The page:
She and others believe the health centers have helped the district move toward a “trauma-informed” approach. The approach includes asking: "What happened to you?" rather than "What is wrong with you?" as a way to help students recover and grasp the larger forces shaping students’ behavior or health. In addition, the district supports programs aimed at preventing negative outcomes, such as anger management counseling, and support groups for students for families under stress because of deportation fears, for example.

Joel Cisneros, director for school mental health at LAUSD, said that when students attend weekly therapy sessions, their class attendance starts to stabilize.

"Months after they finish the treatment, their attendance rises," he noted.

A high school senior named Damion, 18, has been named class valedictorian each year he's attended Washington Prep. He's played football and is popular on campus. He is also a voice actor, music producer and operates a podcast. But while his family has held him to high standards, some members have not been supportive of his decision to go to college, citing financial challenges. Because of that lack of support, he has recently felt stressed.

“I ended up punching a wall," he said, and was admitted in to the hospital with a broken hand. "I was really out of it."

Damion said he turned to school’s psychiatric social worker, who told him to step back and take care of himself."One thing I learned is to basically center myself," he said.

For another student named Melvin, also 18, the health services he received at school pulled him out of a hole he thought he'd never escape. He was one of those kids, he said, who had stopped going to classes altogether, got shot in the right arm, and was left paranoid with fear and anxiety each morning. The mental health services he received on campus helped him improve his grades, and he’s now eager to pursue his interest in fashion design at Humboldt State University.

"As far as my dreams, I just know I want to succeed," he said. "I just want to be the best I can be."

Washington Prep principal Dechele Byrd, who attended the school as a youth before becoming a teacher, said she wanted to return to her old campus to give the students more opportunities than she had. She has tried to make sure students have trustworthy adults on campus who can them process and heal from trauma.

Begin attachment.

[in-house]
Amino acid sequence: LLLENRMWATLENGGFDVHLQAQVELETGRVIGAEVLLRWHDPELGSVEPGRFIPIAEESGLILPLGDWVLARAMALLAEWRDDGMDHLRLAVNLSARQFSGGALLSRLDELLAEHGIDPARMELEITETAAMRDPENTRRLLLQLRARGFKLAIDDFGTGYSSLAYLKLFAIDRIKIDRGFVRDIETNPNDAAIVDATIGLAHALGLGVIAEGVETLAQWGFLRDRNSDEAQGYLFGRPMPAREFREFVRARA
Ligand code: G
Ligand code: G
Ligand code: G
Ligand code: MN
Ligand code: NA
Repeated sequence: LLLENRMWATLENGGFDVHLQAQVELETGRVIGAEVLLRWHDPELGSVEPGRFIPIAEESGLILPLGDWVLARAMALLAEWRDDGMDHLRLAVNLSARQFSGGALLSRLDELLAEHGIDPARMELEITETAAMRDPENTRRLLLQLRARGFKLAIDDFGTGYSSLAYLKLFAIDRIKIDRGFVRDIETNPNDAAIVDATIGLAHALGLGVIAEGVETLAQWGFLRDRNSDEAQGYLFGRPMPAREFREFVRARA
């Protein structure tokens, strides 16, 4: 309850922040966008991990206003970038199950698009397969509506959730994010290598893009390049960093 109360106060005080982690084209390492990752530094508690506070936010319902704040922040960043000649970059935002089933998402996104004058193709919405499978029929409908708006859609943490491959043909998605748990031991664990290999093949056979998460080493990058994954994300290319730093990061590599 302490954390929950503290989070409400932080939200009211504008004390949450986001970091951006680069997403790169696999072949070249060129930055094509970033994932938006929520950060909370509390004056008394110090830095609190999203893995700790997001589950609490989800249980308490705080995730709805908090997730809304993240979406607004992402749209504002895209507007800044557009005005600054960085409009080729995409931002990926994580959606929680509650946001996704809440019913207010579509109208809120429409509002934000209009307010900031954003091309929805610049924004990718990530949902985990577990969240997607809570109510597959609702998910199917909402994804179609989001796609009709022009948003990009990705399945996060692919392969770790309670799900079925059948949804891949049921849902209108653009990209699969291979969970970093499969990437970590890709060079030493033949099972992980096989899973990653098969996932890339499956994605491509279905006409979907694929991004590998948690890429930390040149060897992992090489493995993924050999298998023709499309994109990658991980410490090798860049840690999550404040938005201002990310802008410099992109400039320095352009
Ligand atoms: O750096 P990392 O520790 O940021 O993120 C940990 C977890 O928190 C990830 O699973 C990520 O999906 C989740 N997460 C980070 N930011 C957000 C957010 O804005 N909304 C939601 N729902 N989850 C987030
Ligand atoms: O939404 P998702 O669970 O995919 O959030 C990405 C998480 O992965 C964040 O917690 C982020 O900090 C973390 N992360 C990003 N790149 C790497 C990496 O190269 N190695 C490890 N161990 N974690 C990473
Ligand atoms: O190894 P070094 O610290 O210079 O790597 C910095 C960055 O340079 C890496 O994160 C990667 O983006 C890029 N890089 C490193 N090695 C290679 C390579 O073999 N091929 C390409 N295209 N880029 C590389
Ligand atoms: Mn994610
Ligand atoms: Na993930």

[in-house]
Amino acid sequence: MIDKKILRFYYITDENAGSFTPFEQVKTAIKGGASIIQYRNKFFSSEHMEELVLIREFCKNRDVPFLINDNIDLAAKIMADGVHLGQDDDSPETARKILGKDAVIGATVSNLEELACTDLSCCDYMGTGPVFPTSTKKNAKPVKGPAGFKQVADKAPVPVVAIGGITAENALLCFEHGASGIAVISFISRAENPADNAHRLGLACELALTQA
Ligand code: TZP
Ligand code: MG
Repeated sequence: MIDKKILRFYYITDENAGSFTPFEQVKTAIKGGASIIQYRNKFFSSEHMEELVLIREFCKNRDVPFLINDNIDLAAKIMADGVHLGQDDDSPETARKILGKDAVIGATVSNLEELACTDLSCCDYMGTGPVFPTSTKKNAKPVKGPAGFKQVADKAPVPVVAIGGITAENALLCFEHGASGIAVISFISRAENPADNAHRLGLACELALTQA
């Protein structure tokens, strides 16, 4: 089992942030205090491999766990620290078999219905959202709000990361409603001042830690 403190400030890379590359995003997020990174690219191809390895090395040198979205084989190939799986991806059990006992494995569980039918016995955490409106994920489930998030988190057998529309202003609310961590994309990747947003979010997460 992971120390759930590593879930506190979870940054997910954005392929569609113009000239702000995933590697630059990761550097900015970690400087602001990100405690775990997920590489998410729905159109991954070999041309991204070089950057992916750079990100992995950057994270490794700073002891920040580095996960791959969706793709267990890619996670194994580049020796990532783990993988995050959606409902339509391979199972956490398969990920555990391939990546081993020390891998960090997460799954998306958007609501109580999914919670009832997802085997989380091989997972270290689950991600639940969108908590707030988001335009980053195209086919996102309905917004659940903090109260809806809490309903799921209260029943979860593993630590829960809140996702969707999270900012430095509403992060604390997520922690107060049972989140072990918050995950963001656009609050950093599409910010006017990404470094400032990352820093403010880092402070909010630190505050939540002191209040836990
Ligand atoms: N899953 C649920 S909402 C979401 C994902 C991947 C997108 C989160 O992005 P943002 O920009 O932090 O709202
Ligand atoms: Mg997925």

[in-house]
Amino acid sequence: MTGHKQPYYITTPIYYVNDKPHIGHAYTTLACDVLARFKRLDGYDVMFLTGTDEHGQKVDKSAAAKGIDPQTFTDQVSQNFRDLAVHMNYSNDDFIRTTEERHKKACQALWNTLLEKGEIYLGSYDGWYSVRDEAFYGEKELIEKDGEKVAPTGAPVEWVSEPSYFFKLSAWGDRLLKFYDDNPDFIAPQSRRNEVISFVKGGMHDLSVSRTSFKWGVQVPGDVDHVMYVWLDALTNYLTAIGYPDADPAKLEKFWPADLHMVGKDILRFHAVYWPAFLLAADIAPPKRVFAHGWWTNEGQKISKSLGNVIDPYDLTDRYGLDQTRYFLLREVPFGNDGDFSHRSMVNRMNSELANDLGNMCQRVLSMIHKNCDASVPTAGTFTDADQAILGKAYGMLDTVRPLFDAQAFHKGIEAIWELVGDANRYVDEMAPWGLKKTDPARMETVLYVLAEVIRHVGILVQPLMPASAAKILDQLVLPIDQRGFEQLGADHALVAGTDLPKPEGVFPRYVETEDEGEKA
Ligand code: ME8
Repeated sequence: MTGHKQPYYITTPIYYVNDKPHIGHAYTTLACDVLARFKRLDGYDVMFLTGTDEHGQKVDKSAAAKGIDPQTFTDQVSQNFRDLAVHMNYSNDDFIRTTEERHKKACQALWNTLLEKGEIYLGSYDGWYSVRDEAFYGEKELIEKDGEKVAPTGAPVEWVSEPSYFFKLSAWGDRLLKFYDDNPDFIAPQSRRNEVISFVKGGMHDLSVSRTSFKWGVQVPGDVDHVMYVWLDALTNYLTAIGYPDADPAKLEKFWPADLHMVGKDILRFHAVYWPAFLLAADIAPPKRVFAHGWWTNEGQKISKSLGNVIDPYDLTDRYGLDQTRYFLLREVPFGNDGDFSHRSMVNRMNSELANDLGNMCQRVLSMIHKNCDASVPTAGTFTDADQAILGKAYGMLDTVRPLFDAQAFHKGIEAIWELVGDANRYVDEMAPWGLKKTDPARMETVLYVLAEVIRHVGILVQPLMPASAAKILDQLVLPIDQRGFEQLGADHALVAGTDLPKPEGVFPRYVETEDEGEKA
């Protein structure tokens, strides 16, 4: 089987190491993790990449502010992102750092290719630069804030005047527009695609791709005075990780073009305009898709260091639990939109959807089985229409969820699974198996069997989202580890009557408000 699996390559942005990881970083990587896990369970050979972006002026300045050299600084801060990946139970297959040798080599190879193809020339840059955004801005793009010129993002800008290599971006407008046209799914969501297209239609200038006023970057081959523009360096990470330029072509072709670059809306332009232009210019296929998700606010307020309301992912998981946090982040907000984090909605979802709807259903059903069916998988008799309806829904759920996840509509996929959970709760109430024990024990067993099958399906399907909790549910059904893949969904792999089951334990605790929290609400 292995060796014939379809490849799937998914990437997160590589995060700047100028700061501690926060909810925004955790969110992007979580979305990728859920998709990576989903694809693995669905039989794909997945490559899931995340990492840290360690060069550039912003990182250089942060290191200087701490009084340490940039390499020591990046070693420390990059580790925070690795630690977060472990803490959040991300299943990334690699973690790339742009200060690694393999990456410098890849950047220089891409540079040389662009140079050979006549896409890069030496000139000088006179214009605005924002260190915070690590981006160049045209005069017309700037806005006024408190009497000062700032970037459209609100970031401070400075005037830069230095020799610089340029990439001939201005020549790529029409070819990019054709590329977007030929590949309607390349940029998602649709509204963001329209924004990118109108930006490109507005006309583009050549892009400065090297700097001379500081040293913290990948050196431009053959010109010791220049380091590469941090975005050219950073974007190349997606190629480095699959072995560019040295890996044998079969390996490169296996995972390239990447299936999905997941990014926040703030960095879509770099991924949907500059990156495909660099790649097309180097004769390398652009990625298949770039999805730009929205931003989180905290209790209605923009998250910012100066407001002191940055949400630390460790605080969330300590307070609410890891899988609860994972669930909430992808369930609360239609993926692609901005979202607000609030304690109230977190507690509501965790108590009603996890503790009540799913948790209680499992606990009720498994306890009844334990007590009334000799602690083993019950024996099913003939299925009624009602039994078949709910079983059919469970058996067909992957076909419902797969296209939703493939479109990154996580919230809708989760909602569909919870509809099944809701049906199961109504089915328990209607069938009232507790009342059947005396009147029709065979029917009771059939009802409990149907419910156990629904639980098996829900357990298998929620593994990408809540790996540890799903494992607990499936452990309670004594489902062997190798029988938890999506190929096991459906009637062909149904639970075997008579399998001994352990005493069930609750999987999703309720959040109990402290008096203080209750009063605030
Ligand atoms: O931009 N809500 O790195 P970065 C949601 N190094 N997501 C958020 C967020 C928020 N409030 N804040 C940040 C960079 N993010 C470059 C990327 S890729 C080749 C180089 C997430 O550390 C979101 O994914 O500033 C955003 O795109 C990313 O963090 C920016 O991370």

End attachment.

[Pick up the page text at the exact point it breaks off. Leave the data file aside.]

"Our students experience more than what I experienced as a student," Byrd said. "Although going to school in the 1980s was a difficult time to navigate and there were a lot of episodes of violence, we had more family united to support the war on drugs. But the families have been decimated now and the school site has become an important place to be a family unit."

She said the motto at the school when she was growing up was, "We are family."

"We still hold that," Byrd said. "We try really hard to remove the stigmas behind the support of care. Unfortunately, my students experience traumatic experiences day to day. They need to have the resources and support that can help them."

Despite those challenges and the lack of resources, the story of Washington Prep is one of moving forward, Escudero said.

“Despite that, we can try to heal and watch our children thrive,” Escudero said.


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Thanks for writing this article, especially in these times when immigrant families are under the threat of deportation.
Also, you might want to add a missing word in the following line: " campus who can them process and heal from trauma."

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What an uplifting report on what is possible through focused partnerships. Supporting students' mental, physical and dental health is the first very real and necessary step toward learning. Thanks to all for helping students, teachers and schools succeed.